The first thing I wish to establish is that authors cannot, in general, be taken to perform propositional acts. Insofar as we wish to apply the resources of speech act theory to authorial activity, we can only view authors as performing utterance or inscriptional acts. That is, authors can be viewed only as producing a series of (meaningful in the sense of character) sentences which lack propositional content. The reason for this is that the proposition expressed by means of a propositional act is a function of the linguistic meaning of the uttered sentence and features of the context in which it is uttered. And so, if authors perform propositional acts, the propositions they thereby express will be determined by features of the contexts in which they utter or inscribe the sentences which constitute their texts or, perhaps, features of the contexts in which they disseminate the their texts. But propositions so determined are, in general, irrelevant to a correct understanding of fictional texts and, hence, cannot be thought to serve as the propositional contents of the sentences contained therein. Consider, by way of illustration, a novel set in the future that contains the sentence, “When they arrived, they discovered the colony was deserted.”  If the author performed a propositional act when she produced this sentence, the proposition she expressed would make reference to some time prior to its utterance, not to some future time. Or consider any (unquoted) sentence in the first person that occurs in one of the Sherlock Holmes stories. If Doyle performed a propositional act when producing such a sentence, the subject of the proposition he expressed would have been would have been Doyle himself, rather than Dr. Watson. The lesson here is that the relevant context for interpreting a work of fiction is that in which the narrative voice is understood to occur rather than the context(s) in which an author produced it. And although these contexts could in principle coincide, such cases are quite rare.

            What remains to be done is to evaluate the various accounts of what authors do over and above the performance of propositional acts. Gale and Ohmann are pretty clearly endorsing versions of the pretense theory, and as a result, their views are inadequate for the reasons discussed above. Beardsley’s notion of representation is harder to pin down. At times its sounds like pretense:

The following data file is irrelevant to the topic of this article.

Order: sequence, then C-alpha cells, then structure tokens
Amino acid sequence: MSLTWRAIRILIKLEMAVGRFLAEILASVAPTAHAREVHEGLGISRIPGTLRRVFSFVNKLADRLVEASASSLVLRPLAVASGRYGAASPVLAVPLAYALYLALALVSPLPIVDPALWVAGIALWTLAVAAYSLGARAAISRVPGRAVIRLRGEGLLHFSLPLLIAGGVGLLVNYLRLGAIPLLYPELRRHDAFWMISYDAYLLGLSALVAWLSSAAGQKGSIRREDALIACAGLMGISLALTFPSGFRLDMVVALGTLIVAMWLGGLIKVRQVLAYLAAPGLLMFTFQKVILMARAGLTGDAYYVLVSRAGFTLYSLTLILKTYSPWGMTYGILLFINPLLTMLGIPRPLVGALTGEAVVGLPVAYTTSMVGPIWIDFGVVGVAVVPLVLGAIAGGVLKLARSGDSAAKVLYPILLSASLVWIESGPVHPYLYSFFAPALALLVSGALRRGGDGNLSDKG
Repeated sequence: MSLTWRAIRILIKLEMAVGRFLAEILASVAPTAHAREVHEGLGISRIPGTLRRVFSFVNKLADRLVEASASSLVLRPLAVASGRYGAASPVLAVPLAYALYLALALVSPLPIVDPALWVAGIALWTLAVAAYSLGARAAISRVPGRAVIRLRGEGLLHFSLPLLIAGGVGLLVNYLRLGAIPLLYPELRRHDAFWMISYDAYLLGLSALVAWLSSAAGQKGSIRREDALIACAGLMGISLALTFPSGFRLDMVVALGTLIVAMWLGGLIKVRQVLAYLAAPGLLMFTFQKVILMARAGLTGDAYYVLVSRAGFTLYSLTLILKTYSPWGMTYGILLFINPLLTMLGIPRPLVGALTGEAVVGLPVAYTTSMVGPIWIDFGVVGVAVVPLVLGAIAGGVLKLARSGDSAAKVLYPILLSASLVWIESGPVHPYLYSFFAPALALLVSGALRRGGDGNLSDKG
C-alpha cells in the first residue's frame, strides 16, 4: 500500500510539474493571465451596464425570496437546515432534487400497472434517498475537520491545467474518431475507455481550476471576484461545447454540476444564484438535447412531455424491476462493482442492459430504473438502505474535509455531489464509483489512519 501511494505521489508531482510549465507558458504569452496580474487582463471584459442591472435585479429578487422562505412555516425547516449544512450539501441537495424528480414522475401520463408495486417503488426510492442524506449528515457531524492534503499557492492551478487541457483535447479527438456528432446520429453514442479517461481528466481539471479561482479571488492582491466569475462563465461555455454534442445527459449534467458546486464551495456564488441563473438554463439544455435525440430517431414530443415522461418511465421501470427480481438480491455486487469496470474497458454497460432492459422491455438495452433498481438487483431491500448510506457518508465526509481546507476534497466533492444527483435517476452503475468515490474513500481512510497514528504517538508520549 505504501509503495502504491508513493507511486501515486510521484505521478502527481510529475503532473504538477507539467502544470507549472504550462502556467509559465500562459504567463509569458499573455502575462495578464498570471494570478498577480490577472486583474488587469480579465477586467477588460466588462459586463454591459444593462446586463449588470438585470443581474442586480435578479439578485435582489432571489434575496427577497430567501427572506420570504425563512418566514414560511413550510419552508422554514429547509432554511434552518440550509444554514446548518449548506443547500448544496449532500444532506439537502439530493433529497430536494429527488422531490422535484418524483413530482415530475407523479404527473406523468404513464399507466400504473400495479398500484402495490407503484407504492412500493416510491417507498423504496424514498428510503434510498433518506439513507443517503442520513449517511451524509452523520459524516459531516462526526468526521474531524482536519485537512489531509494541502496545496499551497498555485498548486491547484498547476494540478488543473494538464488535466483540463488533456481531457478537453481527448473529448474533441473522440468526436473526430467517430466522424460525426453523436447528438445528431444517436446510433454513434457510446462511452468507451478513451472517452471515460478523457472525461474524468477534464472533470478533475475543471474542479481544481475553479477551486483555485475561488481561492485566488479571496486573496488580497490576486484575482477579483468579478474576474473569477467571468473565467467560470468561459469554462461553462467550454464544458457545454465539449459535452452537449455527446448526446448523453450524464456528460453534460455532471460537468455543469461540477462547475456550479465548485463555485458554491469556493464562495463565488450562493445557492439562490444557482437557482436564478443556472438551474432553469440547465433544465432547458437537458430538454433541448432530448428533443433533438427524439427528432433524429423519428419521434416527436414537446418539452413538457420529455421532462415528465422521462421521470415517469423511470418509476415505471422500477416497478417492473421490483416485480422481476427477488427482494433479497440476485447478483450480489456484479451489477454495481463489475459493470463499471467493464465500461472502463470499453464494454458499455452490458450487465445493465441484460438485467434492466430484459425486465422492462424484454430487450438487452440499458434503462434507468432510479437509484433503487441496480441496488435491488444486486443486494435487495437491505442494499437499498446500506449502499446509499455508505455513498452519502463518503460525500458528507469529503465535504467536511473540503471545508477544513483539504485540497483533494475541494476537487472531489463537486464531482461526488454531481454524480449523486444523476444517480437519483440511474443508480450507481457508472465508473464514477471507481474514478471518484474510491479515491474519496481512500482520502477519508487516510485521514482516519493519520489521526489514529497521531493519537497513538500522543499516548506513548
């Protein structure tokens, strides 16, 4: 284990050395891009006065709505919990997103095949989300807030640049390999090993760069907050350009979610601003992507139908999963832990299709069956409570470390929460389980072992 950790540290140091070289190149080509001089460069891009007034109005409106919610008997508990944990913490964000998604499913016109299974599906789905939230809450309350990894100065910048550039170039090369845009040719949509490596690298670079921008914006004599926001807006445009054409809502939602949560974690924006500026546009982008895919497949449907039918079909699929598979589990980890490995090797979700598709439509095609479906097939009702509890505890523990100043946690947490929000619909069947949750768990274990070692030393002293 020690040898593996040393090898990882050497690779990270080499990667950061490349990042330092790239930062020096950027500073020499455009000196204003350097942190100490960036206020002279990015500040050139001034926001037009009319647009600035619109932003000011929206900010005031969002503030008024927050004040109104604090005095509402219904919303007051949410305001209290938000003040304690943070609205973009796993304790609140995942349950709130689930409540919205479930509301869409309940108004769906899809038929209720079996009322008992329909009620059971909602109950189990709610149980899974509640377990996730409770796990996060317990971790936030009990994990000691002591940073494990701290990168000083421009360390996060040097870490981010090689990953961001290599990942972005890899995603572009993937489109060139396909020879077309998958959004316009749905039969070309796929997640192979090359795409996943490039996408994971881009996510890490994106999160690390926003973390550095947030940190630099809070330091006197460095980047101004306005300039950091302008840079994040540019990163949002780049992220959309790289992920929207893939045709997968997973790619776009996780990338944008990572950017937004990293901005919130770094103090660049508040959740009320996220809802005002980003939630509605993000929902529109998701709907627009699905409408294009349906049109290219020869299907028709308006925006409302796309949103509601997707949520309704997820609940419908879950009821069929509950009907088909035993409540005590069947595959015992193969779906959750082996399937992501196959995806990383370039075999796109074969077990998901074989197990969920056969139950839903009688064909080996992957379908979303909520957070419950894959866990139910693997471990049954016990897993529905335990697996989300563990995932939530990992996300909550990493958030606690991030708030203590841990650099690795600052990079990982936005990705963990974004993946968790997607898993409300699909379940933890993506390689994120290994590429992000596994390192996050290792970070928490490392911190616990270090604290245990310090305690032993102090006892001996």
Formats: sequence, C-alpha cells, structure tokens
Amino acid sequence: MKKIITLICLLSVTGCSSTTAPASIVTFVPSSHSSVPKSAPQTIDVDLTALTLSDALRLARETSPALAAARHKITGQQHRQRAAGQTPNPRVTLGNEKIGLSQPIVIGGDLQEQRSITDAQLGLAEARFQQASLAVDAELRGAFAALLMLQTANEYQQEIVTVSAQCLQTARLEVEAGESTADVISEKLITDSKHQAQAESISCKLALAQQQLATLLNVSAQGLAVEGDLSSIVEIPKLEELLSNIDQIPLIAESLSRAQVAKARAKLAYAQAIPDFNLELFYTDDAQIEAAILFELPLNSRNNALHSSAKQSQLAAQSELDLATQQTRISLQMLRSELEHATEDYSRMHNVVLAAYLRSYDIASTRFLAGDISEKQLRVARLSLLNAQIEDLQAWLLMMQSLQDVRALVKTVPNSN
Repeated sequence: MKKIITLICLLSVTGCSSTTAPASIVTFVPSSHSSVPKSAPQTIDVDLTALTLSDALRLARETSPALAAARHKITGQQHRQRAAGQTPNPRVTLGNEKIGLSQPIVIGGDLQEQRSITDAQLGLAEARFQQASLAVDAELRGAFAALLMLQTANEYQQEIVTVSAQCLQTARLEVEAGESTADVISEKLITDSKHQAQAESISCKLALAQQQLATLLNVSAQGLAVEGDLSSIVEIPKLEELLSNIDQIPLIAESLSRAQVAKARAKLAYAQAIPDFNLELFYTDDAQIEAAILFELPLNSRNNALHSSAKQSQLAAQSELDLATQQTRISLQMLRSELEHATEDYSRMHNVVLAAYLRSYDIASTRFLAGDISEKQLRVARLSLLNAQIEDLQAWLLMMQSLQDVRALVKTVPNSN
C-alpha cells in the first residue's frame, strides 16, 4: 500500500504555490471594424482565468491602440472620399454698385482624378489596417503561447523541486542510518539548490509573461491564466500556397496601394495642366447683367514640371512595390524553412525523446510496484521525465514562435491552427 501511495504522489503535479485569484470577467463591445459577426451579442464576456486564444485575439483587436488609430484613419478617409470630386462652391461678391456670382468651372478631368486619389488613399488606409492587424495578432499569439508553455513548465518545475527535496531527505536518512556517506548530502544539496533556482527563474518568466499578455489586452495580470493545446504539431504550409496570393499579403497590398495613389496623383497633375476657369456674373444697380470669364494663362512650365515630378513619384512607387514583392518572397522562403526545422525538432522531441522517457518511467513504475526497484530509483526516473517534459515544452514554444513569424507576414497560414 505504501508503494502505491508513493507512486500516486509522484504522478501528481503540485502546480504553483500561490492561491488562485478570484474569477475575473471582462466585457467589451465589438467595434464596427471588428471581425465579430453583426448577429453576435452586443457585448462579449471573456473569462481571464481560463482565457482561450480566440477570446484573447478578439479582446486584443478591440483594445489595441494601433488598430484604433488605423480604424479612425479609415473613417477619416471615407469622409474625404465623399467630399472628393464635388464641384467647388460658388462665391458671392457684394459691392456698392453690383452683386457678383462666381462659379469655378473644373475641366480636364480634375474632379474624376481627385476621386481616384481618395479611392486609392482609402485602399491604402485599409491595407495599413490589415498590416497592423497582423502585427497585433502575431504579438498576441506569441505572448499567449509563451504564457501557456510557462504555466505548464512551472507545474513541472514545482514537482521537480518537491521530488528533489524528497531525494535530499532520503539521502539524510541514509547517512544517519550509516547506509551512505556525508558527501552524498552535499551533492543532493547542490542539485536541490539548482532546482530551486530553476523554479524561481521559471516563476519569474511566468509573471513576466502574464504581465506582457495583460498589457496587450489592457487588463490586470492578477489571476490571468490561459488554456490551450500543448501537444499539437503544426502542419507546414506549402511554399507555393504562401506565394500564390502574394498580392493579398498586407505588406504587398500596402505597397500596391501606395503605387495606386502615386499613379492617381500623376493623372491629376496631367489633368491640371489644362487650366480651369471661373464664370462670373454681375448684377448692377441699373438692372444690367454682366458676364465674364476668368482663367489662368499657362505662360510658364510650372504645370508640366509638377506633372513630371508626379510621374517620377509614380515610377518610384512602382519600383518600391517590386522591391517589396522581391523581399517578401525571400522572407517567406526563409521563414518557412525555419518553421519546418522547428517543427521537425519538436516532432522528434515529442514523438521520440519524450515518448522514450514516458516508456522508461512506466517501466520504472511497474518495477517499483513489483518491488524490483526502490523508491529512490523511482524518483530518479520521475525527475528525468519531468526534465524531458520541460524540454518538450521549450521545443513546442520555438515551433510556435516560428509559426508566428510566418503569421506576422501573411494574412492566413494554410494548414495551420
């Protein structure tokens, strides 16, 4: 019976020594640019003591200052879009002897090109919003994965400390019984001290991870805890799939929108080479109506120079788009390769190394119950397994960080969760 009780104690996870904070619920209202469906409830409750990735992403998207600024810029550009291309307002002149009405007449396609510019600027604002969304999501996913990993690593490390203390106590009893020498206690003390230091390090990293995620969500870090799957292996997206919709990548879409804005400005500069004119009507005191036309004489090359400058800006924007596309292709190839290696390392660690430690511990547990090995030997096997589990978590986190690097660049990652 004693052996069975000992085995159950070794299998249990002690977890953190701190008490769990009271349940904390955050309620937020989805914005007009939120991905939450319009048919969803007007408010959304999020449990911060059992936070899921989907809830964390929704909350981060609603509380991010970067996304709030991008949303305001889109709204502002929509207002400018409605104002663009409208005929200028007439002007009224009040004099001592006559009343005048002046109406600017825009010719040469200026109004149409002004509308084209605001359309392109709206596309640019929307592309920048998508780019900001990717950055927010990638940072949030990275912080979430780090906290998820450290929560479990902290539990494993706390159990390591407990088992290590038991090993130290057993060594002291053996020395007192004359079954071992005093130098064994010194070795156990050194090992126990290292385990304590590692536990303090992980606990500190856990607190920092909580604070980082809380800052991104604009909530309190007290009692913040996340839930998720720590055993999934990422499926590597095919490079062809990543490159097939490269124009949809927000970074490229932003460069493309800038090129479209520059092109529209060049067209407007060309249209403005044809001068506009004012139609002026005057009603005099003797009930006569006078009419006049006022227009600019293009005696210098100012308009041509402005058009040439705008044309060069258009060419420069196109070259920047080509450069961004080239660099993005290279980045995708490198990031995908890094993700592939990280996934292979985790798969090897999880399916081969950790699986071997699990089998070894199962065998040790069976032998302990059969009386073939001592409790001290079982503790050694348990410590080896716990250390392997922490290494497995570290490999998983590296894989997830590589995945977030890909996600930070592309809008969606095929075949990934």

“Waiting on a table is a complex action that involves various elements, including the actual handling of food. But the gifted mime can represent the action with the most minimal gestures – without food, or a dinner to serve, or even a table or tray.”[62] (my emphasis)

At other times, however, it sounds more like Eaton’s notion of translocution:

“When Tolstoy writes that Vronsky put up the roof of the carriage, he is producing text that could be used in describing an event. But since the name “Vronsky” does not refer to any actual person, no illocutionary act of describing occurs; it is only represented – as the fictional act of a fictional narrator.”[63] (my emphasis)

Insofar as representation is pretense, it has already been discussed. The notion of translocution requires some comment however. There is, in my view, something right headed about the idea that works of fiction should read or interpreted as a series of illocutionary actions performed by a fictional narrator. Moreover, if doing so is part of what it is to read a work as fiction, I would be happy to concede that that they be so read is a characteristic (de re if not intensional) object of authors’ intentions, at least of those who disseminate their texts. Where I balk is at any suggestion that this must be traced back to corresponding sentence by sentence intentions on the part of authors. One might, of course, recommend that an author writing a text with an explicit narrator think of each sentence she writes as an illocutionary action of her narrator. After all, doing so might improve the chances of producing a text which reflects the intended personality of the narrator. But an author need not heed such advice. Moreover, the value of the advice becomes negligible as we move from texts written in the first person whose explicit narrators have fully developed personalities to texts written in the third person whose implicit narrators “fade into the background.”